A new federal anti-discrimination Bill is expected to be introduced in the House of Representatives soon, following last week’s reporting date to the Senate by the Senate Legal and Constitutional Affairs Committee, in relation to the draft Human Rights and Anti-Discrimination Bill 2012 (Draft Bill).
The Draft Bill proposes to consolidate the five current federal anti-discrimination Acts into a single Act, lifting all protections at the federal level to the highest current standard.
Key changes under the Draft Bill
– A shifting burden of proof – complainants will only need to make a prima facie case that the alleged conduct was for a particular reason or purpose; respondents will then need to prove that the alleged conduct was not for a discriminatory reason or purpose, or that a defence applies;
– New protected attributes – discrimination on the grounds of sexual orientation and gender identity will become unlawful, and, specifically in the work context, discrimination on the following grounds will become unlawful: industrial history; religion; political opinion; social origin; medical history; and nationality or citizenship;
– Fewer costs orders against unsuccessful parties – parties will generally bear their own costs of litigation, with costs orders only available in limited circumstances;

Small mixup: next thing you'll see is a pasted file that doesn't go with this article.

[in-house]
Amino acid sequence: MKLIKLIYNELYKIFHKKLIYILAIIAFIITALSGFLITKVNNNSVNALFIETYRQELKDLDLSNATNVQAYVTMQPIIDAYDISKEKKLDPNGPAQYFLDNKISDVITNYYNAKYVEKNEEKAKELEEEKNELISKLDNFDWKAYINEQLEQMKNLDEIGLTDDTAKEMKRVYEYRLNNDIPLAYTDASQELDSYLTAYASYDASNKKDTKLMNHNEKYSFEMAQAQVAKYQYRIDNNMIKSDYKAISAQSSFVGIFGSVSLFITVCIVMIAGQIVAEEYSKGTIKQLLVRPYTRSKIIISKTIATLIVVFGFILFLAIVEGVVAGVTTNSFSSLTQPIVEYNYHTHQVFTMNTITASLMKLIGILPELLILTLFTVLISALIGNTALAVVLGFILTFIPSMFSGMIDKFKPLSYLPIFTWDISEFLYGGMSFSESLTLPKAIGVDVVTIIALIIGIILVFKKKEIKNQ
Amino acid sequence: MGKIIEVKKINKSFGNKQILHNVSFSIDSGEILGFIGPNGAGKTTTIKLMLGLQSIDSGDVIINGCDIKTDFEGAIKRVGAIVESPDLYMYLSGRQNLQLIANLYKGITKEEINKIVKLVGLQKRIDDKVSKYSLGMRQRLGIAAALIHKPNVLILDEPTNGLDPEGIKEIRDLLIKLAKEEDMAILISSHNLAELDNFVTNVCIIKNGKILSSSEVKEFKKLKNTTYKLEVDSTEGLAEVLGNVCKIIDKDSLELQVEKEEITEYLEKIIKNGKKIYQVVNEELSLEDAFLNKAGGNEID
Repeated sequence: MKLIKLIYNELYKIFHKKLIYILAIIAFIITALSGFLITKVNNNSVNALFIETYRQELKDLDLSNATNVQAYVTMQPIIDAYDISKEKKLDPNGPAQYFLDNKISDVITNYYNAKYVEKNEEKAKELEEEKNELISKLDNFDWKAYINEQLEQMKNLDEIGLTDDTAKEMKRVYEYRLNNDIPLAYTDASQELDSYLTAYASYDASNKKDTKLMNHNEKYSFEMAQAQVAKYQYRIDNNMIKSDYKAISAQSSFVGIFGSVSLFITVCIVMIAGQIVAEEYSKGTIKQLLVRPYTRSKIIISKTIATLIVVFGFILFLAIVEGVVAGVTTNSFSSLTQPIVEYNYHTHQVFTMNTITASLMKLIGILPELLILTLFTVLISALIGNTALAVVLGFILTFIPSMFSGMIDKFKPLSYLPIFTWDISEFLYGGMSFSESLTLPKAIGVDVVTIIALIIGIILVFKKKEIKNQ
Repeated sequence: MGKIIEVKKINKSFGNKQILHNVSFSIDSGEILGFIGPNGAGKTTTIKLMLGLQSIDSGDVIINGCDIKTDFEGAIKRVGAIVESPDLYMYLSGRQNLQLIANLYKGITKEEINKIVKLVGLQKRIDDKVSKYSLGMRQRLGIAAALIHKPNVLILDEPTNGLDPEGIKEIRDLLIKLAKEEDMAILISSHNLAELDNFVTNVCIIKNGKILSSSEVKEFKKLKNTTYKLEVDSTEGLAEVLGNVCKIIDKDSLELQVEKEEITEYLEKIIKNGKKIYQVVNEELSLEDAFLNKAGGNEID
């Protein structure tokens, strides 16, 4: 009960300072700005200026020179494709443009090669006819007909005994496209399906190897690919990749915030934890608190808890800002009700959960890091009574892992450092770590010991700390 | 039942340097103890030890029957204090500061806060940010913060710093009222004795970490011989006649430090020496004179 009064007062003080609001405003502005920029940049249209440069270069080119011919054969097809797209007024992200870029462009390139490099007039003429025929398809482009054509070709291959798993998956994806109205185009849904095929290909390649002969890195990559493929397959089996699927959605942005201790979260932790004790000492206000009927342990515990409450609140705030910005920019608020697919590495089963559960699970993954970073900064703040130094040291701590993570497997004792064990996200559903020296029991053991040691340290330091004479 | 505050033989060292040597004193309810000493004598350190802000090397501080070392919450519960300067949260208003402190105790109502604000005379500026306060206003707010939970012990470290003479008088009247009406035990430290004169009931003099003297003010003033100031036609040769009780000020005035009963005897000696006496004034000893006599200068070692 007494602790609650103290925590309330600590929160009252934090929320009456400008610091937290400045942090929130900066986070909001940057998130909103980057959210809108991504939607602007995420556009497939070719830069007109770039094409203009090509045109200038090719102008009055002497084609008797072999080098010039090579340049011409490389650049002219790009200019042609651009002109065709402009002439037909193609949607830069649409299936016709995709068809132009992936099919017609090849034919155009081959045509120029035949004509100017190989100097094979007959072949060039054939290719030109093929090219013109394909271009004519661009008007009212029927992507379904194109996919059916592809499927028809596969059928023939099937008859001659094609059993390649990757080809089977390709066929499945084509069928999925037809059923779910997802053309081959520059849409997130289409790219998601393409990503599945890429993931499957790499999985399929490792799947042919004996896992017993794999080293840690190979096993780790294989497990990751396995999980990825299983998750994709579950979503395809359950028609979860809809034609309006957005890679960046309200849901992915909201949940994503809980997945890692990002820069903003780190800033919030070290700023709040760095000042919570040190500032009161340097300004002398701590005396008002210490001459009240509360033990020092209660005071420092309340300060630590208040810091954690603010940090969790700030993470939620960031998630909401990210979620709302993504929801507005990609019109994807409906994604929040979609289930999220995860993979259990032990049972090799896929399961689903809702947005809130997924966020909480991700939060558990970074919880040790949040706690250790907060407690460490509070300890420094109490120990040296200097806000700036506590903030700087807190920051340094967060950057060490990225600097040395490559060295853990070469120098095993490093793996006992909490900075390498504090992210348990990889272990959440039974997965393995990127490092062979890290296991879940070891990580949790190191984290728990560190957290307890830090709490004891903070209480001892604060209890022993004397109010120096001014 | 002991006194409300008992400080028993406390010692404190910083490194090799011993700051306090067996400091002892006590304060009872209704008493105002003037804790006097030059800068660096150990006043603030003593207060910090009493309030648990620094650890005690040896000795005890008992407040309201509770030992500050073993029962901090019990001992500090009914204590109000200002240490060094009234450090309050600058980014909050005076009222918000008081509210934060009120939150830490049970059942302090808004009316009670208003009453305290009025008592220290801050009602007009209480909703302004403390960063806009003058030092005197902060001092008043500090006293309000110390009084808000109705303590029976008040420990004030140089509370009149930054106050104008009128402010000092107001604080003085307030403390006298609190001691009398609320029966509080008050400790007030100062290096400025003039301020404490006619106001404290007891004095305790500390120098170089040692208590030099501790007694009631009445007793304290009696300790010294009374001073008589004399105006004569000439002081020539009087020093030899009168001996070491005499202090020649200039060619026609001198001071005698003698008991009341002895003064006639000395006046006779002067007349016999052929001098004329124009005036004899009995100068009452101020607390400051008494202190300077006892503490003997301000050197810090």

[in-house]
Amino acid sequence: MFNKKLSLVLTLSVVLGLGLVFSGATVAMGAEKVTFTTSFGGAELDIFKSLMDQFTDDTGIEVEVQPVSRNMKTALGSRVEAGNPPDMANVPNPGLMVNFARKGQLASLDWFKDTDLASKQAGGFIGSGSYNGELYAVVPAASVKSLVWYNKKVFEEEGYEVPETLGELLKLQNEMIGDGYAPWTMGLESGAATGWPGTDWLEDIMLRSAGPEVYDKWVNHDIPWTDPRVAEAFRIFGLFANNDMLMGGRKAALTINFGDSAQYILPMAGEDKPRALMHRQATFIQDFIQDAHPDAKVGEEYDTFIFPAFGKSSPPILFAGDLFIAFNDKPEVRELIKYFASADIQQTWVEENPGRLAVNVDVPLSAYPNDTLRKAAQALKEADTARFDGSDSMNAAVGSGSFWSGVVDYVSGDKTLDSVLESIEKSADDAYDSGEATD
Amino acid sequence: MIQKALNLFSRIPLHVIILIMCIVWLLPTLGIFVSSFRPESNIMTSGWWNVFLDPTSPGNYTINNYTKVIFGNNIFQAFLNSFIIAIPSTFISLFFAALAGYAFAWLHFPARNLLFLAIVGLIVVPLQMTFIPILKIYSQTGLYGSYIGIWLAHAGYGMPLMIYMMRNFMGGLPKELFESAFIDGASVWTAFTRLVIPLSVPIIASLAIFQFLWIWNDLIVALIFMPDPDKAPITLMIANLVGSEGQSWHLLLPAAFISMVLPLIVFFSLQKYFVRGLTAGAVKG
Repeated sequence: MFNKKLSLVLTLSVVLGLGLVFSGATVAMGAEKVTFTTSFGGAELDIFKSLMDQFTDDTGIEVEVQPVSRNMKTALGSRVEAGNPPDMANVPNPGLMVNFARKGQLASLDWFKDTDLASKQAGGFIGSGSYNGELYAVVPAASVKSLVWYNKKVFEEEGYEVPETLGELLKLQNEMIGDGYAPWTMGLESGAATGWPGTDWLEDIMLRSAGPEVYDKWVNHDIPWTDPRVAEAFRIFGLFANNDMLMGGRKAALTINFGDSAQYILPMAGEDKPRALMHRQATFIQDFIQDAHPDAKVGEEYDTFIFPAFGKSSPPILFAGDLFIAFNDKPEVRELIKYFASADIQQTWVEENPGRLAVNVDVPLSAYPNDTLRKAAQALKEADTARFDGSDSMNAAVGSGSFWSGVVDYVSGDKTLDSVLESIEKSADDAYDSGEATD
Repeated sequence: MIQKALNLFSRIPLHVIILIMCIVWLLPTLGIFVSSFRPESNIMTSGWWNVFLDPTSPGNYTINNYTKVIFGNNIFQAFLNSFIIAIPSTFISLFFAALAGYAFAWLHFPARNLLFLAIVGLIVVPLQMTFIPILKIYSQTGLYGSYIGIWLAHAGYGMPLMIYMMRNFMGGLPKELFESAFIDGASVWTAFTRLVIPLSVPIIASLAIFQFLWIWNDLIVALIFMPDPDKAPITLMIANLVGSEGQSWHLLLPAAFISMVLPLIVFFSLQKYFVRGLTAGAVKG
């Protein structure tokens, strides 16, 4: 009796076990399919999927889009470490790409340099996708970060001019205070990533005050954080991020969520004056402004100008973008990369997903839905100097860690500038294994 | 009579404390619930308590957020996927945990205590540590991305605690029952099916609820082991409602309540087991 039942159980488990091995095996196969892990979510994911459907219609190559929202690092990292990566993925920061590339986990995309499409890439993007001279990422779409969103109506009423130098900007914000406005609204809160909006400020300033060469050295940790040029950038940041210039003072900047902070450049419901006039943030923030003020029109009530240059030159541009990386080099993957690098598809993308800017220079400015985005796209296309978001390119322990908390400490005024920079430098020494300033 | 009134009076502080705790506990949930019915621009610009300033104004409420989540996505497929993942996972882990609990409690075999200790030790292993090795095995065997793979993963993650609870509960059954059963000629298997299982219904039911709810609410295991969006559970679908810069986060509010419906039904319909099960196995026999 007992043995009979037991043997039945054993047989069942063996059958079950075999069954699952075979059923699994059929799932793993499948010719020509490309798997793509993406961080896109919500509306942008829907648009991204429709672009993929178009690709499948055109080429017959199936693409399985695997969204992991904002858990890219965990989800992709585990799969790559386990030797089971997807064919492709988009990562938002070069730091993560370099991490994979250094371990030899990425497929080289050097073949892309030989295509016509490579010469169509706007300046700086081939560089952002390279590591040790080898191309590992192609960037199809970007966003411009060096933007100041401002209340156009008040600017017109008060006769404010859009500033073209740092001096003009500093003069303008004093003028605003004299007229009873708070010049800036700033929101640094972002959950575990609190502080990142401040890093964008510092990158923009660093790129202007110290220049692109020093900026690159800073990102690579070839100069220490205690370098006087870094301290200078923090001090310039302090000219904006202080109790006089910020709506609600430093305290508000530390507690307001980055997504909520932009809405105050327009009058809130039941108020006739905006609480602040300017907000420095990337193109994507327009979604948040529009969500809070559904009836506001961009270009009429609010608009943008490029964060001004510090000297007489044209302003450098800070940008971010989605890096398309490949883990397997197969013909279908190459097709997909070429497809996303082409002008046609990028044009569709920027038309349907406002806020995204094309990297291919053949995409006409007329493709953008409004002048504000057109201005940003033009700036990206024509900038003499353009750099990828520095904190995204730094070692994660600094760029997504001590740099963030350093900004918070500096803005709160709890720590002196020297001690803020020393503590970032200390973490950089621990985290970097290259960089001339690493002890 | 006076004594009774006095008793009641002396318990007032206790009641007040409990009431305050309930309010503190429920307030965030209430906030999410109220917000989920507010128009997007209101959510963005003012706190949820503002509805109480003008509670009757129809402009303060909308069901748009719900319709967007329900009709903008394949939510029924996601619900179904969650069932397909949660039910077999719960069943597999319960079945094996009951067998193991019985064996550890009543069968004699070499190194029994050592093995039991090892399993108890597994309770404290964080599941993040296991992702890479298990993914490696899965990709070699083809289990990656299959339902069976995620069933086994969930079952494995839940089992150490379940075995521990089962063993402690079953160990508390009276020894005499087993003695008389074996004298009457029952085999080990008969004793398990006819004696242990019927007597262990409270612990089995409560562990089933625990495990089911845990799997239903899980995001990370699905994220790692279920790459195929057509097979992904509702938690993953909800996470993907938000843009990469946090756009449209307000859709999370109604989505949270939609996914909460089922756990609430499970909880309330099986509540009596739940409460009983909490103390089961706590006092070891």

– Enhanced powers of the Australian Human Rights Commission to dismiss clearly unmeritorious complaints – where frivolous or vexatious complaints are dismissed, complainants will only be able to proceed to court by leave of the court;
– Removal of the concepts of ‘direct’ and ‘indirect’ discrimination – the relevant concepts will be ‘discrimination by unfavourable treatment’ and ‘discrimination by imposition of policies’; and
– Consolidation of defences – there will be a new general exception for ‘justifiable’ conduct, and the exception for inherent requirements of work will be available in respect of all protected attributes.
Lessons for Businesses
Employers will still need to comply with their existing obligations under state and/or territory anti-discrimination legislation and the general protection provisions of the Fair Work Act because the new federal Act will not consolidate these other laws.
Generally, employers can expect compliance to become more burdensome as a result of the changes outlined above.
Individual employers will need to seek advice as to the impacts of these changes on their existing anti-discrimination obligations, and existing employment policies will need to be updated.
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